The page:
The Lion King Laserdisc box set

Unboxed: The Lion King Deluxe CAV Letterbox Edition Laserdisc

The new remake affords me an excuse to pull another Disney classic off my Laserdisc shelf. People seemed to enjoy looking at my Toy Story LD box set, so here’s a peek at how The Lion King was treated on the big, shiny discs.

It truly cannot be understated what a cultural phenomenon The Lion King was in 1994, captivating both children and their parents. In addition to the standard video editions on VHS and LD, Disney was savvy enough to cater to adult fans with this Deluxe CAV Letterbox Edition box set, released in September of 1995 at a hefty retail price of $124.99.

Inside the thick cardboard box, a tray slides out from the right side to reveal the contents. Housed within are two Laserdisc jackets and a folder holding concept art lithographs.

The Lion King Laserdisc - Box Contents

The movie is spread to four sides across two discs, which means three side breaks during viewing. Even in CAV format, which could only store a half-hour of video per side, the 88-minute movie could have easily fit on three sides. I imagine that the disc authors were either very selective in choosing natural pauses for the breaks, or simply needed an excuse to fill both discs without leaving a side blank.

The movie discs are stored in a jacket with the same front and back cover art as the standalone CLV edition, but with the addition of a nice gatefold for a classier presentation.

The Lion King Laserdisc - Movie Gatefold Front & Rear

The Lion King Laserdisc - Movie Gatefold Interior

The two supplement discs are loaded with bonus features, but are held in a simple jacket with no gatefold.

The Lion King Laserdisc - Supplements Front

The Lion King Laserdisc - Supplements Back

Finally, here’s the lithograph sleeve and the artwork inside. Click any of the images in this post to enlarge.

The Lion King Laserdisc - Lithograph Sleeve Front

The Lion King Laserdisc - Lithograph Sleeve Back

The Lion King Laserdisc - Lithograph Sleeve First Page

The Lion King Laserdisc - Lithograph Sleeve Second Page

The Lion King Laserdisc - Lithographs

I feel like this box set really could have used an art book similar to what Toy Story came with, but I do like the lithographs.

Unfortunately, many copies of the Lion King CAV LD were prone to Laser Rot, a manufacturing defect that caused the discs to deteriorate over time. I haven’t checked any of these discs to verify their condition (nor have I watched any Laserdisc in years), but even if they’re unplayable today, I still appreciate keeping this set on my shelf as a handsome physical collectible.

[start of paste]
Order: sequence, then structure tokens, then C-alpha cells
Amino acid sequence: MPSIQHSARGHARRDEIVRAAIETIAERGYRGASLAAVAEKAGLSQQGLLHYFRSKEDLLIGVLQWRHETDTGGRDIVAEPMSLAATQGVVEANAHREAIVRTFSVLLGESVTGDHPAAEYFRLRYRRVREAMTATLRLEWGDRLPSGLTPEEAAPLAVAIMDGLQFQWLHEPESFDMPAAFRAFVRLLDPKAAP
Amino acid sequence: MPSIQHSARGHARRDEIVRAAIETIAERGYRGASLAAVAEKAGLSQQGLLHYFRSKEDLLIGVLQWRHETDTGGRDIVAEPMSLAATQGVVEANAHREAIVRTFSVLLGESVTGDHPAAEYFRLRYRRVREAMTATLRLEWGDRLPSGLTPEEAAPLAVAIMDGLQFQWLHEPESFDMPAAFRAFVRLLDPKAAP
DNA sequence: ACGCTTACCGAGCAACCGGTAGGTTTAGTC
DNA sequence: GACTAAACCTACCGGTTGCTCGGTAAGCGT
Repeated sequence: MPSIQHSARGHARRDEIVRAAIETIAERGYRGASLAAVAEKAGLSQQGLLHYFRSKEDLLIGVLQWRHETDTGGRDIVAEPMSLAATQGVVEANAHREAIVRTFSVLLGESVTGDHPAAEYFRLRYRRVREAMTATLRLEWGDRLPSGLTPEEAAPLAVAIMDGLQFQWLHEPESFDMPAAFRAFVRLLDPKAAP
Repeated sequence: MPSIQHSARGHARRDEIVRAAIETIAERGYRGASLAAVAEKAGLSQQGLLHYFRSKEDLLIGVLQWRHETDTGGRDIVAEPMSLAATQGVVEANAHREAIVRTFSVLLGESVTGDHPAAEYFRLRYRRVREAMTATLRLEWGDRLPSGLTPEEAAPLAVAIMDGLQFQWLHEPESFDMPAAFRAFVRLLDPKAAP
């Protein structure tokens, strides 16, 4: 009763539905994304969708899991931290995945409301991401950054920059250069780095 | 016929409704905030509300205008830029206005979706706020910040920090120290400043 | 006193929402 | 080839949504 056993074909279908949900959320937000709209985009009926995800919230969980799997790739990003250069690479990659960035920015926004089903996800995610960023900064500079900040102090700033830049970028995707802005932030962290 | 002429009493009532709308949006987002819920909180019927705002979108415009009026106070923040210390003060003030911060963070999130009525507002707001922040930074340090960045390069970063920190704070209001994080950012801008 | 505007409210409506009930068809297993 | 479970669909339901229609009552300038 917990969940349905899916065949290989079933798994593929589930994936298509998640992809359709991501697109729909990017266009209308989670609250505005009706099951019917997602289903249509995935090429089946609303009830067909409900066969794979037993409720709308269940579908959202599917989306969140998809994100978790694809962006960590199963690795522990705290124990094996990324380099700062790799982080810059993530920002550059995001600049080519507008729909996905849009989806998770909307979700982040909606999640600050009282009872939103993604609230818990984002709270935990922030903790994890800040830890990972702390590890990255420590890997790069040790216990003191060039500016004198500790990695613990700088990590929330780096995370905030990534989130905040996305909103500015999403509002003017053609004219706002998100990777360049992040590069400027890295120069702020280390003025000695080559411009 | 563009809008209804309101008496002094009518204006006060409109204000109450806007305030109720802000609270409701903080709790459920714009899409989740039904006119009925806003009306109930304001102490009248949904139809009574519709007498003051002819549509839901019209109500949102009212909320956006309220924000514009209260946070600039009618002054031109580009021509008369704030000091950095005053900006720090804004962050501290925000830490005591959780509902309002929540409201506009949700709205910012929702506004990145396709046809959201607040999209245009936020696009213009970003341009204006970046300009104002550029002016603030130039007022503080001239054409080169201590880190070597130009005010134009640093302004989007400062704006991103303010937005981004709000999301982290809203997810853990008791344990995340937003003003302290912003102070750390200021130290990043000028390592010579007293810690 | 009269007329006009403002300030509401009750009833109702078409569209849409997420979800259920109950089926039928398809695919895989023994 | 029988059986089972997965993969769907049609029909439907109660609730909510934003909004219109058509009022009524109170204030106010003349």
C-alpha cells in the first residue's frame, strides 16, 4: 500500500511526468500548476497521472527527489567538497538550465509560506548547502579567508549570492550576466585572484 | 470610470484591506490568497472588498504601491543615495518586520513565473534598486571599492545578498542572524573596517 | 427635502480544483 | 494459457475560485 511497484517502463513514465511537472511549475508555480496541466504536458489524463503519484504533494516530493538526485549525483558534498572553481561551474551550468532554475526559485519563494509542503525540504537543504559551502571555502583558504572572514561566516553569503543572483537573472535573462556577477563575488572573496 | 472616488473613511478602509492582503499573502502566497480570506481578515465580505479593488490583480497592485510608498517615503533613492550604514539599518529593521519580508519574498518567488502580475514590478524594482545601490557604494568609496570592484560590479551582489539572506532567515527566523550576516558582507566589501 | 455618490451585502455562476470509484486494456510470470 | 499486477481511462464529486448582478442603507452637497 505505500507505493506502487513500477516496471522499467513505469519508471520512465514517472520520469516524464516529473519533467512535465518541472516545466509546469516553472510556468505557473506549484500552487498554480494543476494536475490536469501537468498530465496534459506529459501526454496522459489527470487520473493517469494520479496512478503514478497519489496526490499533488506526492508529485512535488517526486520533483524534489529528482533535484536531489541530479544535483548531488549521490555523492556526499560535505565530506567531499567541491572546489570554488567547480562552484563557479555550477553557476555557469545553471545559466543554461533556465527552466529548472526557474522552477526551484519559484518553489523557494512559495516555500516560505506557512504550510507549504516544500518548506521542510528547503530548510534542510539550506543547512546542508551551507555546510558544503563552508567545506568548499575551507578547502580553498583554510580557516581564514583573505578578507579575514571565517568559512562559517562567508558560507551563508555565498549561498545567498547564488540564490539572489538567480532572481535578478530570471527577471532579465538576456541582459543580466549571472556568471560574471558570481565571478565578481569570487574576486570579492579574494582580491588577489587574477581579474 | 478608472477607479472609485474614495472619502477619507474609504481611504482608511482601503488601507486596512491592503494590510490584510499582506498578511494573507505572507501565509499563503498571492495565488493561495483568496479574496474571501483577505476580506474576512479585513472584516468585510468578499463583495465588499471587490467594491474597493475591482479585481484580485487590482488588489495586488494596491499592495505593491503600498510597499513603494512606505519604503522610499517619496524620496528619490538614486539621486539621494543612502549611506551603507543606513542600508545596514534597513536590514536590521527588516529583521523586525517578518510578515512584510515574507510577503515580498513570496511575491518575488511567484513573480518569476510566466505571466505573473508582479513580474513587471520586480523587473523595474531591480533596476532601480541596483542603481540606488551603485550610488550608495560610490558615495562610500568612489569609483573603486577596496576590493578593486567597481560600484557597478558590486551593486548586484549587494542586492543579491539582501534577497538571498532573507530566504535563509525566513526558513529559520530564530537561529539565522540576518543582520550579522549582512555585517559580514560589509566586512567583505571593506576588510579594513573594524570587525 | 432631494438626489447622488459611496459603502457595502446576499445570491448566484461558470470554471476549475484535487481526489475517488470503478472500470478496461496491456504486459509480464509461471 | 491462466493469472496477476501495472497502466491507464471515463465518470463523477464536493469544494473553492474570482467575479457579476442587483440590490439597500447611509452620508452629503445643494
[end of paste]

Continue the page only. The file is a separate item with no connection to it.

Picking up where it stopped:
• Julian

      I have an HLD-X9, just like Josh, the second best player in the world. The player is connected to a 1080p EPSON projector. The reference discs (‘The Phantom Menace’, ‘Sleepy Hollow’) hold up very well. Comparable to DVD quality. Especially considering how much the image is blown up (9,8 feet or 3 meters width) with PQ that was meant for a normal TV in the 90s, the results are amazing. I love my LD player, I use it on a weekly basis.

  1. william henley

    That’s odd, I have the other cover, and could have sworn it was CAV, although I have not dug out my laserdiscs in years. I did just check the laserdisc database, and it is only showing two US releases, the two that you show. So IDK, I guess I must have the CLV release

    You know, now that I think of it, I got into Laserdisc after the format has died, and almost all of my discs are CLV as they were bought second, third or fourth hand. I am thinking that Fantasia and Jurassic Park might have been the only CAVs I have. Was Beauty and the Beast WIP CAV? I honestly do not remember. I actually thought it was CLV, but LDDB says its CAV. Eh, whatever.

    The player is in my entertainment rack, but it is not even hooked up. Been debating on hooking it up for years. I lost the remote long ago, and its RF, and I cannot get anything to control it (I know Harmony has a remote that supports RF, but it is honestly not worth it). Mainly now, I keep them around as talking points – most people think they are LPs at first.

    As for how the discs holds up, unless a disc has laserrot, Laserdiscs hold up fairly well, especially if you have a display (or converter) that has a decent comb filter in it. But, considering that I am at 4k now, and am taking old SD material and deinterlacing, upconverting, denoising and sharpening (yeah shoot me – I don’t want it to look like it did when it aired, I want it to look good), I rarely hook up the LD anymore.

    • William Henley

      Ha! I looked over this article multiple times in the past two weeks, and just now saw this paragraph:

      “The movie discs are stored in a jacket with the same front and back cover art as the standalone CLV edition, but with the addition of a nice gatefold for a classier presentation. “

  2. I own this one. And when I got it and watched it, I was absolutely pissed with how riddled the video is with dropouts. I even emailed Disney and Pioneer, and they both agreed that many of the dropouts were at the same frame locations that I pointed out and agreed it was a widespread issue. Ultimately they decided not to do a damn thing about it, leaving us people that paid $80 for a movie high and dry. The CLV version had dropouts as well, but they present themselves as herringbones going vertically through the picture. A CAV drop out looks like a horizontal worm that grows in size, then drops in size (pixel size) , example – — — —- —– —- — — –

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